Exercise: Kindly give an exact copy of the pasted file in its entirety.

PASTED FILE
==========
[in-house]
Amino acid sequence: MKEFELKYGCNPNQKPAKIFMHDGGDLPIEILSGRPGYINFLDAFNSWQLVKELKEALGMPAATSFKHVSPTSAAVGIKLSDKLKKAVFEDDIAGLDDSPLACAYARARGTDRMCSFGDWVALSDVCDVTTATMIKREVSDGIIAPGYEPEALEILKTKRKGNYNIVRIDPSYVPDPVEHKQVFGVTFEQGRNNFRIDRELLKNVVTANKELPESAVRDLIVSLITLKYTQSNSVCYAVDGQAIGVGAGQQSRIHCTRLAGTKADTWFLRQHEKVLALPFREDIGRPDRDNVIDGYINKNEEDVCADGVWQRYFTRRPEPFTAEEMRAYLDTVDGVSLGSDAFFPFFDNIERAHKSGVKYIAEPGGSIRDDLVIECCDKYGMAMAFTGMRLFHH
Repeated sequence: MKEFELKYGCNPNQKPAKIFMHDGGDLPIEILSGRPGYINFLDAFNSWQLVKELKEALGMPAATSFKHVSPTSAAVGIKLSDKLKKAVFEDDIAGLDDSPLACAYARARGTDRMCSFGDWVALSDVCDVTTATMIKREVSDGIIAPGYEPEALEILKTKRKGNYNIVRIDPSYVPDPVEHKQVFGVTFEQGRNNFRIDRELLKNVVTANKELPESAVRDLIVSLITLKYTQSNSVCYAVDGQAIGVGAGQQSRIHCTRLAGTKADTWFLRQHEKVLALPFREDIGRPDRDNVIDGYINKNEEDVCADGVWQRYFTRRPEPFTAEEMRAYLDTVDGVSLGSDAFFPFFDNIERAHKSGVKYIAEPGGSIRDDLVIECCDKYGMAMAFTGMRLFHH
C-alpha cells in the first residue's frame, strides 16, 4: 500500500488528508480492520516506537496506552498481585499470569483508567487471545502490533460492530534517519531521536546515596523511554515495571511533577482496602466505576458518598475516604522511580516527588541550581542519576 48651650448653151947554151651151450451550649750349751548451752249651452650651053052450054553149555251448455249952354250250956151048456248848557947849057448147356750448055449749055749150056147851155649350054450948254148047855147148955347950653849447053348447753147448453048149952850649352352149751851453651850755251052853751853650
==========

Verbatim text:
[in-house]
Amino acid sequence: MKEFELKYGCNPNQKPAKIFMHDGGDLPIEILSGRPGYINFLDAFNSWQLVKELKEALGMPAATSFKHVSPTSAAVGIKLSDKLKKAVFEDDIAGLDDSPLACAYARARGTDRMCSFGDWVALSDVCDVTTATMIKREVSDGIIAPGYEPEALEILKTKRKGNYNIVRIDPSYVPDPVEHKQVFGVTFEQGRNNFRIDRELLKNVVTANKELPESAVRDLIVSLITLKYTQSNSVCYAVDGQAIGVGAGQQSRIHCTRLAGTKADTWFLRQHEKVLALPFREDIGRPDRDNVIDGYINKNEEDVCADGVWQRYFTRRPEPFTAEEMRAYLDTVDGVSLGSDAFFPFFDNIERAHKSGVKYIAEPGGSIRDDLVIECCDKYGMAMAFTGMRLFHH
Repeated sequence: MKEFELKYGCNPNQKPAKIFMHDGGDLPIEILSGRPGYINFLDAFNSWQLVKELKEALGMPAATSFKHVSPTSAAVGIKLSDKLKKAVFEDDIAGLDDSPLACAYARARGTDRMCSFGDWVALSDVCDVTTATMIKREVSDGIIAPGYEPEALEILKTKRKGNYNIVRIDPSYVPDPVEHKQVFGVTFEQGRNNFRIDRELLKNVVTANKELPESAVRDLIVSLITLKYTQSNSVCYAVDGQAIGVGAGQQSRIHCTRLAGTKADTWFLRQHEKVLALPFREDIGRPDRDNVIDGYINKNEEDVCADGVWQRYFTRRPEPFTAEEMRAYLDTVDGVSLGSDAFFPFFDNIERAHKSGVKYIAEPGGSIRDDLVIECCDKYGMAMAFTGMRLFHH
C-alpha cells in the first residue's frame, strides 16, 4: 500500500488528508480492520516506537496506552498481585499470569483508567487471545502490533460492530534517519531521536546515596523511554515495571511533577482496602466505576458518598475516604522511580516527588541550581542519576 48651650448653151947554151651151450451550649750349751548451752249651452650651053052450054553149555251448455249952354250250956151048456248848557947849057448147356750448055449749055749150056147851155649350054450948254148047855147148955347950653849447053348447753147448453048149952850649352352149751851453651850755251052853751853650